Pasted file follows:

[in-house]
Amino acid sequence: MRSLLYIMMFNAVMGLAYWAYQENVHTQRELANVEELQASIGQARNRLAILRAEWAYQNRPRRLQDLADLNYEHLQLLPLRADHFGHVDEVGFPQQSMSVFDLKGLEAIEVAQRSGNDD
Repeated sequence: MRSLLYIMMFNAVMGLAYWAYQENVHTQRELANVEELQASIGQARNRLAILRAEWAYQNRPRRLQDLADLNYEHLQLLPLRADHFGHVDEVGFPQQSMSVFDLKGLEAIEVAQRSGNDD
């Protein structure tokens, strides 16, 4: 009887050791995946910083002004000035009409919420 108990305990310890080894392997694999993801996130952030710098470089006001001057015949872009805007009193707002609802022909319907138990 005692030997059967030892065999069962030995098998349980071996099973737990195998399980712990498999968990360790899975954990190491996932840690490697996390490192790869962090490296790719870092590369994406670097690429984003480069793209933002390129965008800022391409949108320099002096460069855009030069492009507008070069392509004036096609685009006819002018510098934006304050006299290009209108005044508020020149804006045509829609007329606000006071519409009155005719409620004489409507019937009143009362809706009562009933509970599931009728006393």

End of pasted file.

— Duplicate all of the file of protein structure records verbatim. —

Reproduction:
[in-house]
Amino acid sequence: MRSLLYIMMFNAVMGLAYWAYQENVHTQRELANVEELQASIGQARNRLAILRAEWAYQNRPRRLQDLADLNYEHLQLLPLRADHFGHVDEVGFPQQSMSVFDLKGLEAIEVAQRSGNDD
Repeated sequence: MRSLLYIMMFNAVMGLAYWAYQENVHTQRELANVEELQASIGQARNRLAILRAEWAYQNRPRRLQDLADLNYEHLQLLPLRADHFGHVDEVGFPQQSMSVFDLKGLEAIEVAQRSGNDD
């Protein structure tokens, strides 16, 4: 009887050791995946910083002004000035009409919420 108990305990310890080894392997694999993801996130952030710098470089006001001057015949872009805007009193707002609802022909319907138990 005692030997059967030892065999069962030995098998349980071996099973737990195998399980712990498999968990360790899975954990190491996932840690490697996390490192790869962090490296790719870092590369994406670097690429984003480069793209933002390129965008800022391409949108320099002096460069855009030069492009507008070069392509004036096609685009006819002018510098934006304050006299290009209108005044508020020149804006045509829609007329606000006071519409009155005719409620004489409507019937009143009362809706009562009933509970599931009728006393």